When I was fourteen, my father started on at me about nudity. Men don’t need to hide themselves, he maintained. We’ve all got the same mechanics. No need for locked doors. That’s the trouble with this house, too many locked doors.
He took to walking around naked upstairs. He stopped locking the door when he took a bath. There’s nothing to be ashamed of, he said. But I got around that. I, of course, bathed every morning. Every evening as well, come to that. But my father only ever bathed on Saturday afternoons, the same time every week, with Saturday Theatre on the radio. I just knew not to enter the bathroom at that time.
My father then took to leaving the door open. I didn’t go upstairs after that, not on Saturday afternoons. When my father started calling for tea to be taken to him in his bath, I decided enough was enough. I brought him his tea, then explained that I was feeling all hot and itchy with the weather, did he mind if I just splashed myself from the basin?
Not at all, said my father. Carry on.
I stripped off, splashed some soapy water round my groin, and lathered away, making cooing noises about the lovely cold sensation. My father turned up the volume on the radio. I started towelling myself with the small hand towel, slowly and ever so thoroughly, with my bum stuck almost point-blank in my father’s face.
After five minutes of this, my father said, ‘I think you’re probably dry now.’
And I had no more lectures about nudity.
In the breakfast room, the psychology books were relegated to a higher shelf in the bookcase and the language books came down again. ‘What would you like to do?’ I said to my father over breakfast.
‘Vorrei parlare italiano,’ my father replied. ‘Now let’s try a more difficult question.’
We were back to normal.
Of all our house, with its seven bedrooms, two staircases, sitting-room, dining-room ... all that, only the kitchen, the breakfast room and my own garret bedroom were remotely habitable. Paint cracked everywhere else, tiles drooped from ceilings, there were indiscreet piles of rubble on the carpets. It grieved me of course, the dust, the disorder. But I could only do so much.
When I confronted my father with yet another reminder of all this dilapidation, he looked at me searchingly for a moment, then said, ‘Rubble? What rubble?’
I looked around me. As luck would have it, we were on the main staircase. And the main staircase seemed to have escaped pretty unscathed.
My father was losing interest. I had to think of something fast.
‘The banisters!’ I blurted out.
‘Banisters,’ he repeated. He was making his way down the stairs. ‘I wonder now what’s the Italian for banister?’
‘But Dad,’ I said, following him into the breakfast room, ‘they’re a liability. All you have to do is touch them and they wobble. If anybody put their weight on them –’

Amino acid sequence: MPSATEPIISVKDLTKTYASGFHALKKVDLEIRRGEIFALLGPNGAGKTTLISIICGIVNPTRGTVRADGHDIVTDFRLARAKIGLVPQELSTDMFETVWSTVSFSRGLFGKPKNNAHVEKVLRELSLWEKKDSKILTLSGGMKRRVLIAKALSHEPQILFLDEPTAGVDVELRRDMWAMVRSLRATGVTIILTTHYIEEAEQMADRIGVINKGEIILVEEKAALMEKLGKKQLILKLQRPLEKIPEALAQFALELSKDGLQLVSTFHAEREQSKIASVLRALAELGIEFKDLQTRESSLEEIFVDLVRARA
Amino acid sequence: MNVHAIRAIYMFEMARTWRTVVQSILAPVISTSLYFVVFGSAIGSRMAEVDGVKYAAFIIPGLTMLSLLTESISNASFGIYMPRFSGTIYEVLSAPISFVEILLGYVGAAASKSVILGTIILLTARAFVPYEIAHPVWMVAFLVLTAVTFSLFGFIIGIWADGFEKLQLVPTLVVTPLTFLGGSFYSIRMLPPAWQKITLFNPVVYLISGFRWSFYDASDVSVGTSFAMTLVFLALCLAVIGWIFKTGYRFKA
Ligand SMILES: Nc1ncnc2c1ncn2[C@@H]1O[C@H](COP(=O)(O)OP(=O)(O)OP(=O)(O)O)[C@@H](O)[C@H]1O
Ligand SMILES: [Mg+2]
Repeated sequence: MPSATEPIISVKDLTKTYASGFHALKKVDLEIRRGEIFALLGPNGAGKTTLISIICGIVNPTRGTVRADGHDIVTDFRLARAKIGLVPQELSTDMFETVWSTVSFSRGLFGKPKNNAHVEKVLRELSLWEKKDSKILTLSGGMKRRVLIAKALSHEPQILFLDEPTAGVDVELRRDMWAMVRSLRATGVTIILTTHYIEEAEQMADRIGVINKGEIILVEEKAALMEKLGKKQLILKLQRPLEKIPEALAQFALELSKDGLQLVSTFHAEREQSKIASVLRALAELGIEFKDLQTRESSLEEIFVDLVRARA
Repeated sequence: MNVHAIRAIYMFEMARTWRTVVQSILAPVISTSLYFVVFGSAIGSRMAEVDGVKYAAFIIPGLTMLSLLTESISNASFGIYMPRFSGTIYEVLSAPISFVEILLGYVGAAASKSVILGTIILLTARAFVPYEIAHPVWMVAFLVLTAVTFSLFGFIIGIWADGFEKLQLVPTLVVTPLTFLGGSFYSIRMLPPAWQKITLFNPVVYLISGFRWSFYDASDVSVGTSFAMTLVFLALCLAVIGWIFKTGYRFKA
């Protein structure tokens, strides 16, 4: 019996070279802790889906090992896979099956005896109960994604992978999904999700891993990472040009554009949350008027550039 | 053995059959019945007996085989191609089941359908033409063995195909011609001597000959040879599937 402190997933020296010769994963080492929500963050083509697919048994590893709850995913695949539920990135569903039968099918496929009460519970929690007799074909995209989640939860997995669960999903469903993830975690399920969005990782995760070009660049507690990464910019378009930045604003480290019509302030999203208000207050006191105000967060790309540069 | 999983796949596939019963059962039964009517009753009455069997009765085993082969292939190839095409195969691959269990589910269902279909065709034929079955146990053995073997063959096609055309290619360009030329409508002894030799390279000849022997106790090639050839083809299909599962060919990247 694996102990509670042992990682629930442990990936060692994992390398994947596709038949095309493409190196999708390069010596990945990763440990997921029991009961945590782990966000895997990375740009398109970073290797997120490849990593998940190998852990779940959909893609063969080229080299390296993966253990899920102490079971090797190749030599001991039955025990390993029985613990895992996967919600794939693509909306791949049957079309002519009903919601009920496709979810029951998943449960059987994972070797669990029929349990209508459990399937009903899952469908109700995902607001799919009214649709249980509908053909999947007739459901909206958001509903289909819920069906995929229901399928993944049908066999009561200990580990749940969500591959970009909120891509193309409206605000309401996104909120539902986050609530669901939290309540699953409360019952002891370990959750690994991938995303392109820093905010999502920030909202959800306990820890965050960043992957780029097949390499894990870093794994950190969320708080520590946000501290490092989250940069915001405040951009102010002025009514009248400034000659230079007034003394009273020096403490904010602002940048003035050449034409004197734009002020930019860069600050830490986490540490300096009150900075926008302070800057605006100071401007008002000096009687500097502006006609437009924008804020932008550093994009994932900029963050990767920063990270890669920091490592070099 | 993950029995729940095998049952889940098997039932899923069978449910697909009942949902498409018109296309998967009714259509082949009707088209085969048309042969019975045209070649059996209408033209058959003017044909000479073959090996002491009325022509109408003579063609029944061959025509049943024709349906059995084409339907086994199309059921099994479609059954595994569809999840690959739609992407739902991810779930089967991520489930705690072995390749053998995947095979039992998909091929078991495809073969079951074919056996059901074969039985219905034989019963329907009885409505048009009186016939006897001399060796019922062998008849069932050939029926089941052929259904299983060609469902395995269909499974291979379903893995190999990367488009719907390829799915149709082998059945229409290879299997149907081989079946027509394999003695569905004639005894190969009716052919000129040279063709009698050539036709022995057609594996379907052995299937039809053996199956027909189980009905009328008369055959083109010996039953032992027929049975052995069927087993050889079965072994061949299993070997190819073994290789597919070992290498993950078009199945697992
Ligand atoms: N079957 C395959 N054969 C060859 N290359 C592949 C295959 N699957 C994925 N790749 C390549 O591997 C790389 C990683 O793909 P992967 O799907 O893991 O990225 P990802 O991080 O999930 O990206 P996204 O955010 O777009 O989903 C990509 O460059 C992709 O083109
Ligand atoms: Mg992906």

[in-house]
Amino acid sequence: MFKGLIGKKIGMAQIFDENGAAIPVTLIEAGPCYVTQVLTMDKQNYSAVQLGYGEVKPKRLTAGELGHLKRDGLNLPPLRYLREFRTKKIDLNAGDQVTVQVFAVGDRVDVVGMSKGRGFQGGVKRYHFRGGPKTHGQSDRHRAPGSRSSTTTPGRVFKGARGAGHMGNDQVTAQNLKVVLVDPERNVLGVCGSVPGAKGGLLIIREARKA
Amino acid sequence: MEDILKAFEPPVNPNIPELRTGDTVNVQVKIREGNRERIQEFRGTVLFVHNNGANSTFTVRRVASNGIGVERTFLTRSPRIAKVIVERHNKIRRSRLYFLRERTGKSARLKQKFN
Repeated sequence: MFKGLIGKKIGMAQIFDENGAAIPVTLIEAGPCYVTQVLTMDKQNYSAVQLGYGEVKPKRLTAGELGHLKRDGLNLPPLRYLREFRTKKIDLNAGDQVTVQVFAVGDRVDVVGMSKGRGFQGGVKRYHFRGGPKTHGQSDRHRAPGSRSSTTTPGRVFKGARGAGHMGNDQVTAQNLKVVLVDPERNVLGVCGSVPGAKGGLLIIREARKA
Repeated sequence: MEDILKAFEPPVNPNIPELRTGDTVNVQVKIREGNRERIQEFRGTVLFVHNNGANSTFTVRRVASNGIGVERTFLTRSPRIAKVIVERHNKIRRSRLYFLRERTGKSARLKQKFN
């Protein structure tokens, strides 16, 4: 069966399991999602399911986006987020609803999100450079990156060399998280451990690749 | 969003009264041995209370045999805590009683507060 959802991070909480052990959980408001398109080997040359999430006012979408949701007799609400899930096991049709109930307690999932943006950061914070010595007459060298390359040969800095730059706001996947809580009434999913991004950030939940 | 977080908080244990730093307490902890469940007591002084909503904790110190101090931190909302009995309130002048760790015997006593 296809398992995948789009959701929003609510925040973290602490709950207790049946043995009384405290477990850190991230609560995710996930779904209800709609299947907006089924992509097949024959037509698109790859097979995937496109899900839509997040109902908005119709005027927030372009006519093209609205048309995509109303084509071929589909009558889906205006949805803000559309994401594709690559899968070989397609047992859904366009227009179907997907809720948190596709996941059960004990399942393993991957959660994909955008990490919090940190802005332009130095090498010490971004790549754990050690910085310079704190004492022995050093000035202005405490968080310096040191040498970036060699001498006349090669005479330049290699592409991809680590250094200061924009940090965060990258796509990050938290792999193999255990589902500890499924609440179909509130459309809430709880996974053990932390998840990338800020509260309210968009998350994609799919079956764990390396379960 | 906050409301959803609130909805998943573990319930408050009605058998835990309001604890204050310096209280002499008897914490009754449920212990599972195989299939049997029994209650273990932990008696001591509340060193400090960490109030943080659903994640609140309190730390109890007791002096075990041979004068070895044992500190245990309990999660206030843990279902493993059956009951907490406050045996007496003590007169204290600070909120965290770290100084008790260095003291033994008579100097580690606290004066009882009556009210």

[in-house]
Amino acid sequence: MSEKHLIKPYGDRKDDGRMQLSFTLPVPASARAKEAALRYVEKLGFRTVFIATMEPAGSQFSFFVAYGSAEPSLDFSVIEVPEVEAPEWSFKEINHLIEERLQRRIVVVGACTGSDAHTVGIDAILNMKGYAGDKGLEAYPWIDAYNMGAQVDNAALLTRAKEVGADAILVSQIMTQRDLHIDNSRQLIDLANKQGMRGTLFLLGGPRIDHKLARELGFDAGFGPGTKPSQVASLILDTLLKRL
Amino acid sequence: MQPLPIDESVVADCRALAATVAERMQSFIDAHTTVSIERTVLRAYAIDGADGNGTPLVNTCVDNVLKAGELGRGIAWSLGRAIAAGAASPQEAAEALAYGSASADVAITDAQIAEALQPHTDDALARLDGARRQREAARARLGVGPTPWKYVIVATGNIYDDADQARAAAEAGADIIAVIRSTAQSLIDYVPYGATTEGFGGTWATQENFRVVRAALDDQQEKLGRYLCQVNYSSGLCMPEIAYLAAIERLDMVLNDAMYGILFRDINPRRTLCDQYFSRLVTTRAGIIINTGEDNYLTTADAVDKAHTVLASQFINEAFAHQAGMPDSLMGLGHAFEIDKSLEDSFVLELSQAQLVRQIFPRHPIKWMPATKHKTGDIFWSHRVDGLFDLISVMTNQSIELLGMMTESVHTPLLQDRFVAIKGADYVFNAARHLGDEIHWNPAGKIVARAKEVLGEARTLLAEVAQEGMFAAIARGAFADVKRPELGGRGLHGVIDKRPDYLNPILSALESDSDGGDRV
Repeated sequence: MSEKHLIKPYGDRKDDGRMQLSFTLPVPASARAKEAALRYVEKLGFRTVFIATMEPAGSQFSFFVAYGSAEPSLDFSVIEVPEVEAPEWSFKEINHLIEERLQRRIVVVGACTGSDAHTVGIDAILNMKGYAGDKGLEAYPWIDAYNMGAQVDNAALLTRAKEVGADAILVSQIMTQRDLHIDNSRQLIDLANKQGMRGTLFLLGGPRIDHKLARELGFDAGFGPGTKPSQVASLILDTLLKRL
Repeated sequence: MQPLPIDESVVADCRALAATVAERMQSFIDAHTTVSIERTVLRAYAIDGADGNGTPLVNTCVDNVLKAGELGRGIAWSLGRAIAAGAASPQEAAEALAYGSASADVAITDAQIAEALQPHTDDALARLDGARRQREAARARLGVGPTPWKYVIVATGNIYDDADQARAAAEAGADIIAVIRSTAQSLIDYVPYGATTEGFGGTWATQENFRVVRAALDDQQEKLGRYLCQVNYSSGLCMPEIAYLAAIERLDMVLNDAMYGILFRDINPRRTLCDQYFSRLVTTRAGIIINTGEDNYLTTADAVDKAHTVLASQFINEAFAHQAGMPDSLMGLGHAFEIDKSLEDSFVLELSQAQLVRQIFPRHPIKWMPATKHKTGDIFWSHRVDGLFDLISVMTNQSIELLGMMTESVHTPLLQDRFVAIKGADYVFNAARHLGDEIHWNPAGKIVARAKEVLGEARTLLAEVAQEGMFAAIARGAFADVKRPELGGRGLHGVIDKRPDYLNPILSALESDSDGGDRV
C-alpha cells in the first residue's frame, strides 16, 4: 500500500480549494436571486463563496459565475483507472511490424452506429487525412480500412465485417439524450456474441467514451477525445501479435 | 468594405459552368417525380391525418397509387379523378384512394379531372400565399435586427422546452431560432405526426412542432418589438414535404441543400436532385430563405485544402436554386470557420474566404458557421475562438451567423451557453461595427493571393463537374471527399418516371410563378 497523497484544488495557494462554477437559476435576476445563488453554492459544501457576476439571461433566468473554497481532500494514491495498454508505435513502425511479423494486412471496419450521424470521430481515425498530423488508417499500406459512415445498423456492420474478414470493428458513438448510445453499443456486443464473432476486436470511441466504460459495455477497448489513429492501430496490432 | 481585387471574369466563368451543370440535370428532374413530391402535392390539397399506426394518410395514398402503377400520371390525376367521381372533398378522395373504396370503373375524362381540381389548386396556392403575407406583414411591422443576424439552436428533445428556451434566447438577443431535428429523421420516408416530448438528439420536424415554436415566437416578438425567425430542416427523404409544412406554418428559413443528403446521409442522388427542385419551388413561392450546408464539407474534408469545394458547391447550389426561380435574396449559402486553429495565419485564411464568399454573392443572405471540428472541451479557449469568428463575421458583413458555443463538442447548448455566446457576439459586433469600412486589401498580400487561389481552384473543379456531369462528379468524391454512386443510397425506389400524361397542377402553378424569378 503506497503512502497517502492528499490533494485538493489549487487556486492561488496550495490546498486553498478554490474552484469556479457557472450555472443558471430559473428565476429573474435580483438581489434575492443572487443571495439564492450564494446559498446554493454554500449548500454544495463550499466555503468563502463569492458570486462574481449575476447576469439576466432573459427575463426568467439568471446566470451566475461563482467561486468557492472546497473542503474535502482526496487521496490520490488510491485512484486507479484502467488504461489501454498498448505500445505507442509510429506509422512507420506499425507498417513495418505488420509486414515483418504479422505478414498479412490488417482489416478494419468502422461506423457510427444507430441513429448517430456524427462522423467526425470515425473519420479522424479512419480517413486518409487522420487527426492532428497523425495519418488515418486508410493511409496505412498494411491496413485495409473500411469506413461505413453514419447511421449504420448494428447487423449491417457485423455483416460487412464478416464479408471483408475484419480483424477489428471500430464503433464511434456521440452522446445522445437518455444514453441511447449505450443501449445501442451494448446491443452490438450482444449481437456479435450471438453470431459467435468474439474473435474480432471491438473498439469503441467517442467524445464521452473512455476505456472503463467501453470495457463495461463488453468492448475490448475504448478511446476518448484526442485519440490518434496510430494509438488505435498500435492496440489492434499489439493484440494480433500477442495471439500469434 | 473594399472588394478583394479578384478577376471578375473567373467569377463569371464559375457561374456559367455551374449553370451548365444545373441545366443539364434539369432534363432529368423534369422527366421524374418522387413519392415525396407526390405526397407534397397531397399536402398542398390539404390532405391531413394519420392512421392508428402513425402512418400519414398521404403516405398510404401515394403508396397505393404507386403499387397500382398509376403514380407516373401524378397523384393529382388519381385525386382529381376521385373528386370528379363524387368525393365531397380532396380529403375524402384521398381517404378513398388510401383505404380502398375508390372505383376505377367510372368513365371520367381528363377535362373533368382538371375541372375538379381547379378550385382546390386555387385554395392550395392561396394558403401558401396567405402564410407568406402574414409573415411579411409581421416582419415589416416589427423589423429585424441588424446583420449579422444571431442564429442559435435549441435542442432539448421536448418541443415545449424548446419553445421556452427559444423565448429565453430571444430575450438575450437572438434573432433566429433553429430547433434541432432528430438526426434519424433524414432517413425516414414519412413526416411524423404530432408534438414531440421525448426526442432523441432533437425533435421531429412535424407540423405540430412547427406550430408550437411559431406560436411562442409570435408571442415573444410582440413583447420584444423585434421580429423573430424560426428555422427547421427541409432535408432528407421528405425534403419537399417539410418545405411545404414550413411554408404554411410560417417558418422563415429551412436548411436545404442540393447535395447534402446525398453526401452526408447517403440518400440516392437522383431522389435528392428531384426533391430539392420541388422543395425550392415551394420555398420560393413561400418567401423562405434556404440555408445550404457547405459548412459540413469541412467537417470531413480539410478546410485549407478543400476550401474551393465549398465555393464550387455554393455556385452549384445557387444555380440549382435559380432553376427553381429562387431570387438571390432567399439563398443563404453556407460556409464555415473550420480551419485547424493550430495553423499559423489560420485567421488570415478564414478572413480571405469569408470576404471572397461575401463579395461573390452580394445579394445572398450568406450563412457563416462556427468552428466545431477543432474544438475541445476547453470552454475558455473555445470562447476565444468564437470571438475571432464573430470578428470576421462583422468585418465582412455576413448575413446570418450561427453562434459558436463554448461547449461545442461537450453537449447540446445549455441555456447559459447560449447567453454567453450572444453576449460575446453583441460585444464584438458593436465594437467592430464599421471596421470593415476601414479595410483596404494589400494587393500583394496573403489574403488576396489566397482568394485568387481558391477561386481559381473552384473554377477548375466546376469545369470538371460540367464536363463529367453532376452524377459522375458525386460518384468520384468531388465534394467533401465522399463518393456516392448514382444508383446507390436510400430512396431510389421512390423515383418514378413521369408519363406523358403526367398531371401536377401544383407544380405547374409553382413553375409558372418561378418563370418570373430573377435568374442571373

‘Banistro? said my father. ‘Sounds unlikely.’
‘I mean used them as a banister, like they’re designed to be used –’
‘It’s the only way to learn.’ He was leafing through a dictionary from the bookcase. ‘To increase your vocabulary.’
‘I mean,’ I said, ‘if somebody ever leaned on them, by mistake even –’
‘Ah!’ said my father. ‘Ringhiera. Noun feminine.’
‘But I mean, Dad, it’s a liability.’
‘Liability?’ He smiled at me, wisely. ‘I know that one. Responsabilità.’ He offered me the dictionary. ‘You can check if you like.’
I took the dictionary, returned it to the bookcase, returned myself to my bedroom. I don’t think my father saw the house and the state it was falling to. I don’t think he wanted to see it. He wandered about, delicately skirting the latest fall of plaster, remembering the Italian for ‘cornice’. It was as though we inhabited different homes.
My bedroom was my refuge. When I looked at my room, with my bed so neatly made, the sheets folded that special precise way nurses use, my pyjamas on the pillow arranged to a perfect symmetrical shape, I could believe, almost, sometimes, that my mother was still alive.
That day was a Sunday. I spent most of it at my table in my room, where I had my jigsaw puzzle. It wasn’t a very big jigsaw, in size. Quite small really, considering it had fifty thousand pieces to it. Every piece was black. Just black. And the completed puzzle was a flat matt black surface, shaped to a square. Sometimes I thought it was the most beautiful object I could ever hope to own. It was finished a year ago. The day my mother died.
I had known all along that my mother was going to die. The crockery on the dresser in the kitchen had told me.
I’d come home from school one evening. My dinner was prepared – bacon, jacket potatoes and cabbage – informing me, if the page-a-day calendar on the dresser didn’t, that it was a Wednesday. My mother and I ate in silence. Not so my father.
‘Rio de Janeiro,’ he said, ‘eighty-four. Nairobi, cloudy but still eighty-three. Tangier . . .’